Large numbers of healthcare professionals who come into contact with young people have never received any specific education or training about adolescence.The International Association for Adolescent Health (IAAH) has recently published a policy statement to highlight the importance of educating healthcare professionals in adolescent health, with the aim of improving experiences and outcomes for this age group. AYPH Trustee Dick Churchill was part of the writing group, and explains here what some of the implications might be for the UK.
Young people should have the right to be treated or looked after by healthcare providers who have the knowledge, skills and attitudes relevant to their needs. In 2022 the International Association for Adolescent Health (IAAH) published a policy statement on the education and training of healthcare professionals in adolescent health. The statement was prepared by the IAAH Education Committee and was extremely ambitious in scope in that it seeks to be relevant globally, across all regions and countries, irrespective of wealth or healthcare delivery system.
Whilst hopefully the aspiration is non-contentious, the method of achieving it will differ widely between regions and nations depending on how healthcare providers are trained and healthcare is delivered. For example, some countries have large numbers of adolescent health specialists, whilst in others, such as the UK, most healthcare is delivered by generalist primary care.
The statement provides a framework for identifying key responsibilities of differing parts of a healthcare system, ranging from policy makers and government down to individual healthcare providers. It also suggests that young people (and their parents / carers) can play a key role in advocating for improvements in service provision and ensuring adequate training of those looking after them.
The policy statement highlights the wide range of healthcare providers for whom it might be relevant, emphasising that this extends beyond those that conventionally deal with children and young people all of the time to those for whom it is only part of their role, including those who come into contact with young adults as well. In the UK medical arena this may, for example, include specialists in dermatology or gynaecology; whilst it also applies to other clinical professions such as pharmacists, nurses, and other non-medical healthcare workers.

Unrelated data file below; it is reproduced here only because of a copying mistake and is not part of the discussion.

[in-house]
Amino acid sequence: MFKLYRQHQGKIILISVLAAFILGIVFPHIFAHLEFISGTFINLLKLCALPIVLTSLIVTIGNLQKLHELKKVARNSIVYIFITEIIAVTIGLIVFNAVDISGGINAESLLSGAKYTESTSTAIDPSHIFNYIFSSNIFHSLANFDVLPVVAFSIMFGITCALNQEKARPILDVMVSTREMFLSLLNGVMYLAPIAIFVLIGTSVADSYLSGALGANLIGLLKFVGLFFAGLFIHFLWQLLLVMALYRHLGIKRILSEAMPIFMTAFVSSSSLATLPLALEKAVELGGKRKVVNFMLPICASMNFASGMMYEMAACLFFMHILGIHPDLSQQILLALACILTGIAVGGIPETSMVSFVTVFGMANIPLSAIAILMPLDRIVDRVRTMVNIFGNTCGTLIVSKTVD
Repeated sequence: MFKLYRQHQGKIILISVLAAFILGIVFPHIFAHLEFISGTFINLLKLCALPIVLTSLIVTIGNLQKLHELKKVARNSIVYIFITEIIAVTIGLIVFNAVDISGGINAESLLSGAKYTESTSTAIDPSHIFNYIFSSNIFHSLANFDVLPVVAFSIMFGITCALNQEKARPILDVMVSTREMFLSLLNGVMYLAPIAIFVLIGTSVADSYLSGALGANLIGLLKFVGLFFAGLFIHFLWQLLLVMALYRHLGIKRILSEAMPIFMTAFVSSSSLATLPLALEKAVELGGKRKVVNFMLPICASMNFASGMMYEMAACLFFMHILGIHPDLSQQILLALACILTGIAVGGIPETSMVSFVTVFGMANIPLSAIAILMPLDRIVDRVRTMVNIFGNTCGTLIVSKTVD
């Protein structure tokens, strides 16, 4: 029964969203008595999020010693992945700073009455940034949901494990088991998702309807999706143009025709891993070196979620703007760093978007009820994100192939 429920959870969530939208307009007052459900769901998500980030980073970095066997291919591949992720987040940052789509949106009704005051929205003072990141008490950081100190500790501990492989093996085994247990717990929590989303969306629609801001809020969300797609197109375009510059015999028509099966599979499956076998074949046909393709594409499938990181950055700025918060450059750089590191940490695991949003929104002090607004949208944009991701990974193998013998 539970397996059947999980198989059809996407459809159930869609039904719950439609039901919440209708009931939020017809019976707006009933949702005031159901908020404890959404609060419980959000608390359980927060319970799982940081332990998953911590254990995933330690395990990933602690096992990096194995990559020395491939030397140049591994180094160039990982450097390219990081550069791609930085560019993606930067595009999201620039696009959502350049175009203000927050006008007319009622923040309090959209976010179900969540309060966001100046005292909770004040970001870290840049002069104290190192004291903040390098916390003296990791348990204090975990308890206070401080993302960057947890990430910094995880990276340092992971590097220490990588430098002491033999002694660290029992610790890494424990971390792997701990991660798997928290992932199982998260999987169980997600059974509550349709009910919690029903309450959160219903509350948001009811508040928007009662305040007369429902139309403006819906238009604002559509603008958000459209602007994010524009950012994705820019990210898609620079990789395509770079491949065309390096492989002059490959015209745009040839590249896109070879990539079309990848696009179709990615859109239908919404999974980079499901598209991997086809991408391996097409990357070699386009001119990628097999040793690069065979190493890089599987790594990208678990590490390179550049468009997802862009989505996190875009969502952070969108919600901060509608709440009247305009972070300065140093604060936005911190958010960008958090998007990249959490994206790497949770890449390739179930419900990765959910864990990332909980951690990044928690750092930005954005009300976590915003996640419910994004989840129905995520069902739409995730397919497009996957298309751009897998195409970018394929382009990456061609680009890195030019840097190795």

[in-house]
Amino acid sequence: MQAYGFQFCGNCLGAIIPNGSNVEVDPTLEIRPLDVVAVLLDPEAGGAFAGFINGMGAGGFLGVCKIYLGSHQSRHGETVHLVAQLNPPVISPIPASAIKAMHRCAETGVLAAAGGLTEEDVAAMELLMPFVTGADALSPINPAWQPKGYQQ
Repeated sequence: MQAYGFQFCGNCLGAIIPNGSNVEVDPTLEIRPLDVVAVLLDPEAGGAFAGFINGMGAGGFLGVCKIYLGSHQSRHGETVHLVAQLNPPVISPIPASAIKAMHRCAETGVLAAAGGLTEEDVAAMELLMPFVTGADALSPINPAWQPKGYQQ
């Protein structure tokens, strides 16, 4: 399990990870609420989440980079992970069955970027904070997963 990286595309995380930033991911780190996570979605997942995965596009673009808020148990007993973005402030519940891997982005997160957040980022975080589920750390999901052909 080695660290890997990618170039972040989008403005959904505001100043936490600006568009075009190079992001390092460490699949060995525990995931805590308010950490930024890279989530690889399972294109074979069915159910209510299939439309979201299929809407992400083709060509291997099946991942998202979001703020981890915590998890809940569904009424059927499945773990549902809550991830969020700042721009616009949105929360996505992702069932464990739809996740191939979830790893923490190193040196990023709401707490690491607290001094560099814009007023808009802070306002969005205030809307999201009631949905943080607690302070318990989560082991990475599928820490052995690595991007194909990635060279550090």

A central aim of the policy statement is to encourage individual nations and regions to evaluate the education and training of their own healthcare providers. The implicit questions that it poses are very relevant to the UK setting:
- Which healthcare professionals are involved in looking after young people (including young adults) in the UK?
- To what extent is adolescent health included in the undergraduate curricula of these professional groups?
- What post-graduate training do these health professionals receive in adolescent health issues?
- Is the education and training of these healthcare professionals in adolescent health adequate and sufficient?
- How do these professions maintain and update their knowledge and skills in adolescent health?
- If there are gaps or inadequacies then how might these be addressed?
Read the World Health Organisation’s Competency Framework for Primary Care Providers
These questions are even more relevant with the expansion of different roles in the NHS, particularly in primary care, including clinical pharmacists, social prescribers, physician assistants and associates, and mental healthcare workers.
Whilst the policy statement does not define the minimum knowledge, skills and attitudes required by healthcare providers, it does recommend using the WHO Competency Framework for Primary Care Providers as an baseline benchmark.
The IAAH policy statement aims to provoke discussion, reflection and debate in the hope that it will stimulate improved standards for young people’s healthcare across the world. We certainly don’t want to be left behind in the UK!
AYPH Trustee and Chair of Advisory Council
Member of IAAH Education Committee